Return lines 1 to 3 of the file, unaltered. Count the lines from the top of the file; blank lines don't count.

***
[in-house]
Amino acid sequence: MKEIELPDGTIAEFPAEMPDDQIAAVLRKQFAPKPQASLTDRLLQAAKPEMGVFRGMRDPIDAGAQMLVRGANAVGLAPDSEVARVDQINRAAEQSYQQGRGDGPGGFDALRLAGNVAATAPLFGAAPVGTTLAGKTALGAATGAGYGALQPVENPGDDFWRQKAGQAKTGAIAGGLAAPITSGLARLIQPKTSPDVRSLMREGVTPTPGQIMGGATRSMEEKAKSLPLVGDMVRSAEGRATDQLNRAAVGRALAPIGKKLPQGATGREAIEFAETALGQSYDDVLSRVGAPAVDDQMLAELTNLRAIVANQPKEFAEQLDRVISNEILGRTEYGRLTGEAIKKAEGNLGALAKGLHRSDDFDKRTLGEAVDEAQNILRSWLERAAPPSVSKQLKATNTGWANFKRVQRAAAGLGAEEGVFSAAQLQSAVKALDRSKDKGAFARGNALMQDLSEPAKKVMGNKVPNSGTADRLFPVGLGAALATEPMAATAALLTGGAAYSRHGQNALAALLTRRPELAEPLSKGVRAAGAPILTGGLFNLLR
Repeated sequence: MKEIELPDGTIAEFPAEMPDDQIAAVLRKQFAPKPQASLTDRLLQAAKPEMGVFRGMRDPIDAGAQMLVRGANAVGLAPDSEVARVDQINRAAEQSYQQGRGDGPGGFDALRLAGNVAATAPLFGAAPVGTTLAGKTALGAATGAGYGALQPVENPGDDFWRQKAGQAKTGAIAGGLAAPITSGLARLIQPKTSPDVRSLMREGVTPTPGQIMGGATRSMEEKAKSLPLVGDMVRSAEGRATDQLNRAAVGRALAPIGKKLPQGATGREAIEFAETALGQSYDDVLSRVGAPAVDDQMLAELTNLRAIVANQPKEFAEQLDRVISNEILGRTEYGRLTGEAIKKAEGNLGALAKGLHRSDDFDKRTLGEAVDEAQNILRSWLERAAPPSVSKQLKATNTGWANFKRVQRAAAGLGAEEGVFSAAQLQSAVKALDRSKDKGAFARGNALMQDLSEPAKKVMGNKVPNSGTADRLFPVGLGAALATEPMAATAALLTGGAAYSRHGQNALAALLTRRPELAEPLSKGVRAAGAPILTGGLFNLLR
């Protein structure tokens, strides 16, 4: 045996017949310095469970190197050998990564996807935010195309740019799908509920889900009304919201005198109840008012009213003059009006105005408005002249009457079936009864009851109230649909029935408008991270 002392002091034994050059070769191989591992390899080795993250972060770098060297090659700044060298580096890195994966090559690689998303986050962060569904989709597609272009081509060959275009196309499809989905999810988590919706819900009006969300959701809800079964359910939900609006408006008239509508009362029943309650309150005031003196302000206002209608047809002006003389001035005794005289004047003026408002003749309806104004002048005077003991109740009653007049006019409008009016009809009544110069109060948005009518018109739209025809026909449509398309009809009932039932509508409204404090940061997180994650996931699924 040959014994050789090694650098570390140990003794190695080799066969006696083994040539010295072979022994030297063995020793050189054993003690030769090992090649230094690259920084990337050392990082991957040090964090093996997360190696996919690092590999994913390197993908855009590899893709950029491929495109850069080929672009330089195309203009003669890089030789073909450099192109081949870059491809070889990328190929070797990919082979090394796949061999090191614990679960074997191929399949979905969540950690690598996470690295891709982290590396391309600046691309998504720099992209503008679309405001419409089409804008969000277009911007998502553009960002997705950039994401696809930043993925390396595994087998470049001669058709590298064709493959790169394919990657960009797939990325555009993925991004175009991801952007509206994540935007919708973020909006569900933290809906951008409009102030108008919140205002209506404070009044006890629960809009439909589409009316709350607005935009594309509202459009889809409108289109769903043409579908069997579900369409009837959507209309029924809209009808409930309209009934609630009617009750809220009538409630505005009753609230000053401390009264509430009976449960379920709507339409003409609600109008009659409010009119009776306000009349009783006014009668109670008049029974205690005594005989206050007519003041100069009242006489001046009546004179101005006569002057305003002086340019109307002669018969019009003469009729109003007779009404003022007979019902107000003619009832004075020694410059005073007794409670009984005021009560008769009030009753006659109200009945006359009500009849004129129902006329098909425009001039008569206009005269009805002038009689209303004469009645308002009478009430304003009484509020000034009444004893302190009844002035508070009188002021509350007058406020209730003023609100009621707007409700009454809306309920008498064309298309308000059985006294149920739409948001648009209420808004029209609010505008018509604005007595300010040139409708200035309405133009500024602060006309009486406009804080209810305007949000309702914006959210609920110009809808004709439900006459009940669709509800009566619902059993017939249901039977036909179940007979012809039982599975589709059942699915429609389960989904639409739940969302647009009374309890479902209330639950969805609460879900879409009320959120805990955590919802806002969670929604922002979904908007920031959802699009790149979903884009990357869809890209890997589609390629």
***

[in-house]
Amino acid sequence: MKEIELPDGTIAEFPAEMPDDQIAAVLRKQFAPKPQASLTDRLLQAAKPEMGVFRGMRDPIDAGAQMLVRGANAVGLAPDSEVARVDQINRAAEQSYQQGRGDGPGGFDALRLAGNVAATAPLFGAAPVGTTLAGKTALGAATGAGYGALQPVENPGDDFWRQKAGQAKTGAIAGGLAAPITSGLARLIQPKTSPDVRSLMREGVTPTPGQIMGGATRSMEEKAKSLPLVGDMVRSAEGRATDQLNRAAVGRALAPIGKKLPQGATGREAIEFAETALGQSYDDVLSRVGAPAVDDQMLAELTNLRAIVANQPKEFAEQLDRVISNEILGRTEYGRLTGEAIKKAEGNLGALAKGLHRSDDFDKRTLGEAVDEAQNILRSWLERAAPPSVSKQLKATNTGWANFKRVQRAAAGLGAEEGVFSAAQLQSAVKALDRSKDKGAFARGNALMQDLSEPAKKVMGNKVPNSGTADRLFPVGLGAALATEPMAATAALLTGGAAYSRHGQNALAALLTRRPELAEPLSKGVRAAGAPILTGGLFNLLR
Repeated sequence: MKEIELPDGTIAEFPAEMPDDQIAAVLRKQFAPKPQASLTDRLLQAAKPEMGVFRGMRDPIDAGAQMLVRGANAVGLAPDSEVARVDQINRAAEQSYQQGRGDGPGGFDALRLAGNVAATAPLFGAAPVGTTLAGKTALGAATGAGYGALQPVENPGDDFWRQKAGQAKTGAIAGGLAAPITSGLARLIQPKTSPDVRSLMREGVTPTPGQIMGGATRSMEEKAKSLPLVGDMVRSAEGRATDQLNRAAVGRALAPIGKKLPQGATGREAIEFAETALGQSYDDVLSRVGAPAVDDQMLAELTNLRAIVANQPKEFAEQLDRVISNEILGRTEYGRLTGEAIKKAEGNLGALAKGLHRSDDFDKRTLGEAVDEAQNILRSWLERAAPPSVSKQLKATNTGWANFKRVQRAAAGLGAEEGVFSAAQLQSAVKALDRSKDKGAFARGNALMQDLSEPAKKVMGNKVPNSGTADRLFPVGLGAALATEPMAATAALLTGGAAYSRHGQNALAALLTRRPELAEPLSKGVRAAGAPILTGGLFNLLR